In Helvetica now

I have many things I would like to write about, but I figured I would take a few seconds to express my annoyance that because my hostname now ends in ».ch«, Google automatically assumes that I want my interface and searches to be in German by default.  Which I  probably also really annoys the third of the country where German is not the primary language.


  1. Alan Schmitt said,

    November 29, 2007 @ 5:49 am

    Stop playing with my mind: after reading the title, I had thought you had switched fonts on your blog 😉

    So how do you like Switzerland? “Fondue forks for everybody”?

  2. brian said,

    November 29, 2007 @ 7:39 am

    Yeah, I had a similar problem with Google when I was in Italy. At least they provide a way to set your language preference.

  3. Karl said,

    November 29, 2007 @ 9:34 am

    Whereas I had a similar problem with getting the correct association for Helvetica. Especially since it’s you.

  4. washburn said,

    November 30, 2007 @ 5:48 am

    @ Alan and Karl

    The pun was too good to pass up.

    @ Brian

    Doesn’t that require logging in, or at least keeping a cookie around?

  5. brian said,

    November 30, 2007 @ 5:55 am

    @ washburn

    Yes, but I already use Google Reader on a daily basis.

  6. Joshua Dunfield said,

    November 30, 2007 @ 8:24 pm

    It uses the hostname? That’s silly. I assumed it used the language (locale?) list in the HTTP request header, because when I had OS X set to French, Google used to come up in French.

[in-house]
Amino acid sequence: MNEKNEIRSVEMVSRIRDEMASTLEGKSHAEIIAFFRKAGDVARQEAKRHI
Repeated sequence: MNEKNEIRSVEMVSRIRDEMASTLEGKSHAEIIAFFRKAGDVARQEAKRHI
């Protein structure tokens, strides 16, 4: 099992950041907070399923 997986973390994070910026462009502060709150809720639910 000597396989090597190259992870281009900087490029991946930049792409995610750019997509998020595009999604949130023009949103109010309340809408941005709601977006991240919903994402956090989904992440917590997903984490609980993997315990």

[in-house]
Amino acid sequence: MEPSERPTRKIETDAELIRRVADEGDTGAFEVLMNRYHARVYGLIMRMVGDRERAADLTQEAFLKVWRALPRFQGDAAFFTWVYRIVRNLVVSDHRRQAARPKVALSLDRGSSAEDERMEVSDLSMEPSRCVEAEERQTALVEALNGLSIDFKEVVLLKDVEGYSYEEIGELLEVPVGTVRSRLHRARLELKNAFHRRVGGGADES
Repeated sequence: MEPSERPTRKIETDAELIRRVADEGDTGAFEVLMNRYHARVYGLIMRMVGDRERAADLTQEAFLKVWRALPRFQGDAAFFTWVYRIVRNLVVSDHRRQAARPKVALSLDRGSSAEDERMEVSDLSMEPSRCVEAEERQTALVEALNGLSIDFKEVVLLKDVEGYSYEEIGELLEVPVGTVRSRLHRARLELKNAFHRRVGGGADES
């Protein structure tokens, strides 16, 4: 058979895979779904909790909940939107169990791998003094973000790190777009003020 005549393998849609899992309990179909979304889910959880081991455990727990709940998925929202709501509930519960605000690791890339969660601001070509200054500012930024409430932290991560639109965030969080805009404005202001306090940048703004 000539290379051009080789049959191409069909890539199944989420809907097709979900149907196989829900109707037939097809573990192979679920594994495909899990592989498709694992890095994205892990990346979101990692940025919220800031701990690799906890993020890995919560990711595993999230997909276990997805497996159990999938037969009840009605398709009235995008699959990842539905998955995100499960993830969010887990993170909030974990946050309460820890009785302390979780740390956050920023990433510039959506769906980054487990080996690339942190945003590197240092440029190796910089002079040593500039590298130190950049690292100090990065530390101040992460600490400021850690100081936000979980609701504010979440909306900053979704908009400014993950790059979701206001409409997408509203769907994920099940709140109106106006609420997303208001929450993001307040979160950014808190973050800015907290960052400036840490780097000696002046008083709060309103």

7. washburn said,

    December 2, 2007 @ 12:30 pm

    @ Joshua

    It is possible that it will use both sorts of information. It is probable that for .ca Google will return English by default, but because you had set OS X to French, the “accept-language” header indicated that you would accept French and therefore it defaulted to that.

    I could imagine that by default most web browsers in Switzerland are not sending the correct “accept-language” headers, so that Google just went with German as a good guess. At least my freshly configured Ubuntu workstation sends “en-us, en” for “accept-language”. No matter how I set the locale on the command line, Firefox still reports “en-us, en”, so there may be some Firefox stupidity involved here too.

  8. Tobias said,

    December 3, 2007 @ 12:03 pm

    I assume you mean Helvetia (no c). With c it’s an adjective; or a font.

  9. washburn said,

    December 3, 2007 @ 12:05 pm

    @ Tobias

    I think it comes from a combination of simply dropping the “Confoederatio” prefix and not knowing Latin.

  10. Tobias said,

    December 3, 2007 @ 8:05 pm

    Don’t worry, the original proposal for a US marketable name was indeed Helvetia, but the swiss designers declined, because they’d rather not call typeface like a country, so they went with the “typeface of Switzerland”, hence Helvetica. (That’s info from the doku.)

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